This week at NAIOP’s I.CON East: The Industrial Conference, four experts in the space shared their thoughts on how corporate real estate of the future will integrate the evolving trends of sustainability and automation so that owners can meet carbon reduction and Environmental, Social and Governance (ESG) goals, exceed tenant specs, future-proof their properties and increase NOI.
A qualified, sustainable, and happy workforce is key to tenant success and exceedingly difficult to attain in today’s labor market. Speakers at I.CON East discussed effective practices for attracting, training and retaining workers at industrial facilities.
Environmental, Social and Governance (ESG) and decarbonization initiatives can yield significant advances across the industry, from the important climate benefits to improved investor and community relations. While these are not new concepts – the first solar panels date back to 1954 – they are fresher to commercial real estate as owners and developers as they evaluate how to retrofit existing properties and incorporate elements of sustainability into their projects.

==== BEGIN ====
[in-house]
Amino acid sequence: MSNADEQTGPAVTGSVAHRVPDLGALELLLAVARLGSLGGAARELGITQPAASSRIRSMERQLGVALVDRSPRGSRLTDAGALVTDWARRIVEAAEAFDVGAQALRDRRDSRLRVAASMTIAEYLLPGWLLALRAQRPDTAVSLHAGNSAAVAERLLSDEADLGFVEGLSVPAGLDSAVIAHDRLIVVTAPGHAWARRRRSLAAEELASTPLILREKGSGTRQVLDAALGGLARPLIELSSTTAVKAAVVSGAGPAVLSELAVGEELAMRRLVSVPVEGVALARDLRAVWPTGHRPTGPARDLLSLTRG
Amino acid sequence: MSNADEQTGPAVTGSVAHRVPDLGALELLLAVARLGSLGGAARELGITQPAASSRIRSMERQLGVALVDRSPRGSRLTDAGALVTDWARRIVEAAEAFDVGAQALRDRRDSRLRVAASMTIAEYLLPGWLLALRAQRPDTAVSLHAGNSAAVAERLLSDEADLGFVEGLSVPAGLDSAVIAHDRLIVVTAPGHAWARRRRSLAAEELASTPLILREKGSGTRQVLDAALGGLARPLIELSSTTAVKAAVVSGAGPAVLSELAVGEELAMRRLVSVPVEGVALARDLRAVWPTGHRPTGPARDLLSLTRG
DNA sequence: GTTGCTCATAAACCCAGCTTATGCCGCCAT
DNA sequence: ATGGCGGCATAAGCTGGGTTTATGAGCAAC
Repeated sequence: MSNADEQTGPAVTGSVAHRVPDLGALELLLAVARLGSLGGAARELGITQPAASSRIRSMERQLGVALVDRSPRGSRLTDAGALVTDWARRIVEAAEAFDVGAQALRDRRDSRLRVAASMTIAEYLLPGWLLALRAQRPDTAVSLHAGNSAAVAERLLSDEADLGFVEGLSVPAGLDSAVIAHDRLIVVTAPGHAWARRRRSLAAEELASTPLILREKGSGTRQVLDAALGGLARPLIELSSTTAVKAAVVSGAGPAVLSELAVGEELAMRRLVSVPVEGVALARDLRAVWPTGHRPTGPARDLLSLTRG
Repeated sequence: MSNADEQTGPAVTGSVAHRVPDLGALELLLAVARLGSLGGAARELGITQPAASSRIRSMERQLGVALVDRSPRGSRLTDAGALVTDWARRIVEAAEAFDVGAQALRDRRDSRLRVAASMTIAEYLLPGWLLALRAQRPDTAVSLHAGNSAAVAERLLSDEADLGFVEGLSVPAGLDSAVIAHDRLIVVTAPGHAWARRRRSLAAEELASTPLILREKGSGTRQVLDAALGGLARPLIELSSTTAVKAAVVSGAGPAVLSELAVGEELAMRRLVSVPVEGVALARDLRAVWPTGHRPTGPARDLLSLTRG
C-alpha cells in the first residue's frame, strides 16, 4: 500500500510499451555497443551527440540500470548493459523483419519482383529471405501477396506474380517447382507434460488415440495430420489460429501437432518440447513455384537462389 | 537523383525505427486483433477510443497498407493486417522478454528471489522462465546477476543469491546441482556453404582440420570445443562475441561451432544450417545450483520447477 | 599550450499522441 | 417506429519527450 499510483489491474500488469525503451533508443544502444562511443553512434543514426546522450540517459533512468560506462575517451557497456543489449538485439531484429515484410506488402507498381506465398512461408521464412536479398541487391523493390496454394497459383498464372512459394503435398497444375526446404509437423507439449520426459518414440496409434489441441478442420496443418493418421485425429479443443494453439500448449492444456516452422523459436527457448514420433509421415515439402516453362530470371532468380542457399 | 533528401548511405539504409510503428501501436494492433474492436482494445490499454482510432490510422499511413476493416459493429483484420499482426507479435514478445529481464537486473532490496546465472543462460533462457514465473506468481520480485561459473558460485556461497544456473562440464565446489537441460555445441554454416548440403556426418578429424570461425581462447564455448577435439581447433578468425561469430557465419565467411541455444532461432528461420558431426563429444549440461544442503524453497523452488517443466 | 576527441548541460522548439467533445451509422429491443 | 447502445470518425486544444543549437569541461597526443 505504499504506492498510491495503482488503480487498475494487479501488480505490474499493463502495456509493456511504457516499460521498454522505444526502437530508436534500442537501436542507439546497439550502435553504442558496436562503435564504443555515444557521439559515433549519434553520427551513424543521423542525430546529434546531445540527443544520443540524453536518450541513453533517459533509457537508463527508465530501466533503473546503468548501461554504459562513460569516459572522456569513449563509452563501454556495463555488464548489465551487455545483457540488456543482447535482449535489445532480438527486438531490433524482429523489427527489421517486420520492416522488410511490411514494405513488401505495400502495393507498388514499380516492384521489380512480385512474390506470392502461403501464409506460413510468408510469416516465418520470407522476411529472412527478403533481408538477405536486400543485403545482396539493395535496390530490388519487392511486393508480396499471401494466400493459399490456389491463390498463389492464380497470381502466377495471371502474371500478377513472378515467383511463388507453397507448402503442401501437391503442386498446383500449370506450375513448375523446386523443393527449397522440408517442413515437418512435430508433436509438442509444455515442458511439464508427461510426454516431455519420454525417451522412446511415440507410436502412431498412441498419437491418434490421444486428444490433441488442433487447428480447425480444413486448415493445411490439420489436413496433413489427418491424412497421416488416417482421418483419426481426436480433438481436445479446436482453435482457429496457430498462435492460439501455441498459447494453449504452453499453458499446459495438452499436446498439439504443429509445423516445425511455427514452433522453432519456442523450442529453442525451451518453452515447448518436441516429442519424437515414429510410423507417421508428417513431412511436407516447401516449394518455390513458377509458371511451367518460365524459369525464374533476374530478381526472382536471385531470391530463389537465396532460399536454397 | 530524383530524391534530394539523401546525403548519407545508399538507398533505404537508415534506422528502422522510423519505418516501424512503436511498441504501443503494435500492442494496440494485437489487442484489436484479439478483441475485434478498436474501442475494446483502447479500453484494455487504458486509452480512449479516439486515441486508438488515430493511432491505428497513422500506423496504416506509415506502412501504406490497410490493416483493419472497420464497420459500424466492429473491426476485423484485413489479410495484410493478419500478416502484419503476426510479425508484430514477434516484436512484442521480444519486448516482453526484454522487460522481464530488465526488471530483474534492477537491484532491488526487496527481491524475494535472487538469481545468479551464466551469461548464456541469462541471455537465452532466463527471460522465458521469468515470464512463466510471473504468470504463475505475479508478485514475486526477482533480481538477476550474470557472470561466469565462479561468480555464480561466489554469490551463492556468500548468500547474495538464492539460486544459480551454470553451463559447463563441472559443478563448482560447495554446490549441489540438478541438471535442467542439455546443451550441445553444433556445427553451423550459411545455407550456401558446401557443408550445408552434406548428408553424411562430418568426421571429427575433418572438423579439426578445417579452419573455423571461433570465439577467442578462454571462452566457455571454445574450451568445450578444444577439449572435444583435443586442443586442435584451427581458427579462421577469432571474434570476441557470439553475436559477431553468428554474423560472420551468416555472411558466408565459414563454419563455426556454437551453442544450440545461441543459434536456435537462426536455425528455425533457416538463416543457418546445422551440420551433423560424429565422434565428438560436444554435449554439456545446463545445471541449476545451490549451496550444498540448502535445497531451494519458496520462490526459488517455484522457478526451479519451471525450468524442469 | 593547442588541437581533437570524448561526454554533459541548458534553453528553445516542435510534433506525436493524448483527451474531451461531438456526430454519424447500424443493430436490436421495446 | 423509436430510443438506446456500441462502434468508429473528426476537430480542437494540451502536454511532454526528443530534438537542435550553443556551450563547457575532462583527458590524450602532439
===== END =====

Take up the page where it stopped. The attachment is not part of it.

“We’ve been modeling for the U.S. to enter recession this quarter for the last year now,” began Dana M. Peterson, chief economic and center leader for economy, strategy and finance at The Conference Board, to a sold-out audience in a keynote at NAIOP’s I.CON East this week in Jersey City, New Jersey. She explained what a recession would look like, emerging economic trends, and their implications for industrial real estate.
The NAIOP Research Foundation, as part of its Industry Trends meeting, recently hosted a panel discussion on what’s next for the office sector. The panelists agreed that the sector will undergo a shakeout that will include transformation, streamlining, new approaches to work and holistic solutions.
Recent years brought new stresses on the construction industry – COVID-19 shutdowns, supply chain woes, labor shortages and bank failures have slowed projects or put them entirely on hold. At the same time, the cost of capital has risen considerably.
California’s Title 24, the state’s energy code, has required solar for all low-rise multifamily projects since 2016, but new provisions have gone into effect this year, impacting any projects permitted since Jan. 1, 2023.